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Dr. Wendy Hui Kyong Chun founded the Digital Democracies Institute at Simon Fraser University to address issues of concern in online spaces.SUPPLIED

In March 2020, British Columbia’s Office of the Human Rights Commissioner asked a network of researchers, including the Digital Democracies Institute at Simon Fraser University (SFU) to help answer an important question: Had online hate speech increased during the pandemic, and if so, how? The goal was to gain an understanding of public sentiment to better shape communications around public health.

Data scientist Matt Canute, an SFU graduate and tech team manager at the Institute, led the analysis for this project. The team used an algorithm developed by researchers at the Georgia Institute of Technology called the GaTech hate speech/counterspeech model to categorize tweets as hate speech or counterspeech (that is, an alternate, positive narrative intended to neutralize the impact of hate speech). Then, the Institute’s team analyzed the results. They found there had been an increase in anti-Asian hate from accounts based in B.C., and that this preceded a real-world increase in violent attacks.

That finding proved research like this is necessary.

“It’s a bit of a canary in the coal mine situation,” Canute says. “As difficult as it is to determine this, I think it’s worth trying to understand how people are becoming scapegoated and what misinformation-based tactics are spreading, because if you can notice that early, you can perhaps put out a campaign to try to counter that.”

It’s this type of work the Institute aims to do. Founded in 2020 by Dr. Wendy Hui Kyong Chun as part of the Canadian government’s Canada 150 Research Chair program, which brought scholars to Canada to set up research programs and centres of excellence in various fields, its goal is to understand and address what is happening in online social spaces.

“We bring together people in the humanities, social sciences, science, technology, engineering and data sciences and the arts to take on some of the hard problems that face us, such as disinformation, conflict, polarization and discriminatory algorithms,” Dr. Chun says.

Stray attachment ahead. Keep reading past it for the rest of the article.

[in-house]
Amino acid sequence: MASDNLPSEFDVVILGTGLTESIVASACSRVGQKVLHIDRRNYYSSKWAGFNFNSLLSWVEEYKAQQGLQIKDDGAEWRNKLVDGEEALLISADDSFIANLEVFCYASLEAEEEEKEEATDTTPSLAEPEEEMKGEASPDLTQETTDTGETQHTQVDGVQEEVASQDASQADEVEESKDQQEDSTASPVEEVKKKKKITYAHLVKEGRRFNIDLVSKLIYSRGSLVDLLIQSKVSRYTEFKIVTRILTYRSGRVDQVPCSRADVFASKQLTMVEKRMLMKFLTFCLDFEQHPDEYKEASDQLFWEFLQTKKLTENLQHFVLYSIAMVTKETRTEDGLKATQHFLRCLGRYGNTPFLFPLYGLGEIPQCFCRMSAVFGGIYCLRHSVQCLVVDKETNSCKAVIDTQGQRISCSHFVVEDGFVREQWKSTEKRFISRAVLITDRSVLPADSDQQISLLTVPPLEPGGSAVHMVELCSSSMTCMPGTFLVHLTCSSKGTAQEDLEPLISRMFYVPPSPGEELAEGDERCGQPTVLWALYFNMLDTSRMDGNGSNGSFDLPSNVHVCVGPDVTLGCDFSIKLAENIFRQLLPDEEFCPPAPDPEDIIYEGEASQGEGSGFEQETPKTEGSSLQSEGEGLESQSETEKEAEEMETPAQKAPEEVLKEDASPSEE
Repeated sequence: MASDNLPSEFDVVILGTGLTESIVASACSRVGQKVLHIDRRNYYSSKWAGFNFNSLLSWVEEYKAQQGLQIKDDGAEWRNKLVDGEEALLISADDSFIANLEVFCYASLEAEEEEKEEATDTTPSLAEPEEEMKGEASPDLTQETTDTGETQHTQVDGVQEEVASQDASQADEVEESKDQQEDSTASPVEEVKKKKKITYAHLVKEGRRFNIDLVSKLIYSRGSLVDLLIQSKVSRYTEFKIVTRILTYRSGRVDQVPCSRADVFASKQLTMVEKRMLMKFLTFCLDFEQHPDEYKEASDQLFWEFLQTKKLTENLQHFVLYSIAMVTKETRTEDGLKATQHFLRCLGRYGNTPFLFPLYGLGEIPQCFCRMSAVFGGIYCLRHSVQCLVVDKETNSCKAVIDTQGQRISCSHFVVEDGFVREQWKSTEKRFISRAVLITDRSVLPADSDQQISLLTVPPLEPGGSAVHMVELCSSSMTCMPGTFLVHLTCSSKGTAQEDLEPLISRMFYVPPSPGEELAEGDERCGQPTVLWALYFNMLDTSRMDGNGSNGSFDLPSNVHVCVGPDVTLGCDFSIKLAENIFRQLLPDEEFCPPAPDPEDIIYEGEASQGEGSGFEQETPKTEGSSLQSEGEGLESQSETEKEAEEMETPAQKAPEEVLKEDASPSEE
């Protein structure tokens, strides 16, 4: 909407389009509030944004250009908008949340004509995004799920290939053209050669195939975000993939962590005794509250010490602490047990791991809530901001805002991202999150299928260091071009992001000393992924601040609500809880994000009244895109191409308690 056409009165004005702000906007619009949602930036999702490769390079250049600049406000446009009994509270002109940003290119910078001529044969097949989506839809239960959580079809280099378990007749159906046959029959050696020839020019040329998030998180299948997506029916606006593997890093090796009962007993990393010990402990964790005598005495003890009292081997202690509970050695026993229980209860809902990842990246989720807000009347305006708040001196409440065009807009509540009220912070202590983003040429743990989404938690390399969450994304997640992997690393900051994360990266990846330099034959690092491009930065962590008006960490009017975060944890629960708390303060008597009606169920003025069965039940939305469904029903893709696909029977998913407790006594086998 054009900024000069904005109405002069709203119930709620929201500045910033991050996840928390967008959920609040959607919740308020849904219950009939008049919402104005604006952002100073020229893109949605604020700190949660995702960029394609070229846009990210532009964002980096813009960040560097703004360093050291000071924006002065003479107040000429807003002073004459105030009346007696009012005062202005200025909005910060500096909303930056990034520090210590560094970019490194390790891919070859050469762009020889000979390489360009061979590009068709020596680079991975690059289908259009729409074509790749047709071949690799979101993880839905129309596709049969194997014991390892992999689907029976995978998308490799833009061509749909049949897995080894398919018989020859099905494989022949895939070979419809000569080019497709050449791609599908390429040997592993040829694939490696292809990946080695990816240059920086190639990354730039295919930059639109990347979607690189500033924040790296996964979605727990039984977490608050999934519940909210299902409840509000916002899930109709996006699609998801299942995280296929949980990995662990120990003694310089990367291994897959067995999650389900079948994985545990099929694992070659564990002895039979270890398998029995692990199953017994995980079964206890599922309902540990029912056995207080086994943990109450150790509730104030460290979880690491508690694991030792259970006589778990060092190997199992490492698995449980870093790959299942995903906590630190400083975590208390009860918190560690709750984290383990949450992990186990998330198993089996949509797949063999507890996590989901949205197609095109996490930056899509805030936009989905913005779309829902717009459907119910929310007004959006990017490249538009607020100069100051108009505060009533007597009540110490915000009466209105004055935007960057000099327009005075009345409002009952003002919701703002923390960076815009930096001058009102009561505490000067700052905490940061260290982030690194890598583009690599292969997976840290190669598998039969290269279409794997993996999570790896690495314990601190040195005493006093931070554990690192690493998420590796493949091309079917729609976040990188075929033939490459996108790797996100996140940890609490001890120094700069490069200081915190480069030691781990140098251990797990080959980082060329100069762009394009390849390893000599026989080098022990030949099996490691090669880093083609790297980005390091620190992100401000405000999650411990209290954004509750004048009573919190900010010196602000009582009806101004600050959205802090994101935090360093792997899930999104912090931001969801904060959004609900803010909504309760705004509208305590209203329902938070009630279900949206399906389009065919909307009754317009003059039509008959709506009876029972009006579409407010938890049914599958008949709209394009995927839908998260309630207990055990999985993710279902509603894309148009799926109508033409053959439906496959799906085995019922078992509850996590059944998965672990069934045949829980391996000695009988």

Past projects have included work on investigating and halting the spread of misinformation, which is incorrect or misleading, and disinformation, which are messages that are deliberately deceptive. She has also delved into understanding how digital platforms encourage echo chambers and even how to foster truly imaginative thinking. Now, the Institute is embarking on its biggest venture to date: the Data Fluencies Project, which will allow Dr. Chun and her team to “work with humanists, data scientists and artists to come up with creative ways to both analyze and counter the effects of disinformation on cultural diversity,” she says. This project includes partners from York University, University of Kentucky, University of Southern California, Emerson College, University of Canterbury in New Zealand, and the Social Science Research Council.

The three-year venture is being funded by a $6.22-million grant from the U.S.-based Mellon Foundation and will include four research streams. The first focuses on developing respectful research methods to deliver a qualitative and quantitative look at what is happening online. Another looks at creating alternative methods for developing, implementing, and validating machine learning. As Dr. Chun points out, “one fundamental problem with predictive machine learning programs as they exist now is that they make predictions for the future based on past data, which may be not only incomplete, but also biased. If that past data is biased or discriminatory, then what we’ve done is automate past mistakes, rather than using programs like this to fix past mistakes.” The third stream engages local communities to expand whose voices matter. To that end, the Institute will launch a free public night school in Vancouver and exhibitions in Vancouver, Boston, Massachusetts and Lexington, Kentucky. And the last stream will focus on expanding the Data Fluencies network through research development workshops and by developing post-secondary curricula around data fluency for educational institutions in Canada, the U.S. and New Zealand.

According to Dr. Chun, this type of research is particularly important because disinformation, polarization and online hate do not stay online.

“You could argue that the line [between online and offline social spaces] is non-existent,” she says. “I don’t mean that just in terms of cases of violence and suicide linked to cyberbullying and harassment, but also all the constant posturing that happens on Instagram, or the very specialized ways people think about their LinkedIn profiles. There is an intimate intertwining between our representations of ourselves in our interactions online, and our real lives.”

Dr. Chun’s work at the Digital Democracies Institute is just one way SFU is helping to address some of the biggest challenges faced by Canada today. The work done by the university’s researchers, staff and students is focused on driving innovation, improving public health, fighting climate change, promoting democracy and creating new economic opportunities. Click here to learn more about SFU’s economic contributions.

Advertising feature produced by Globe Content Studio with Simon Fraser University. The Globe’s editorial department was not involved.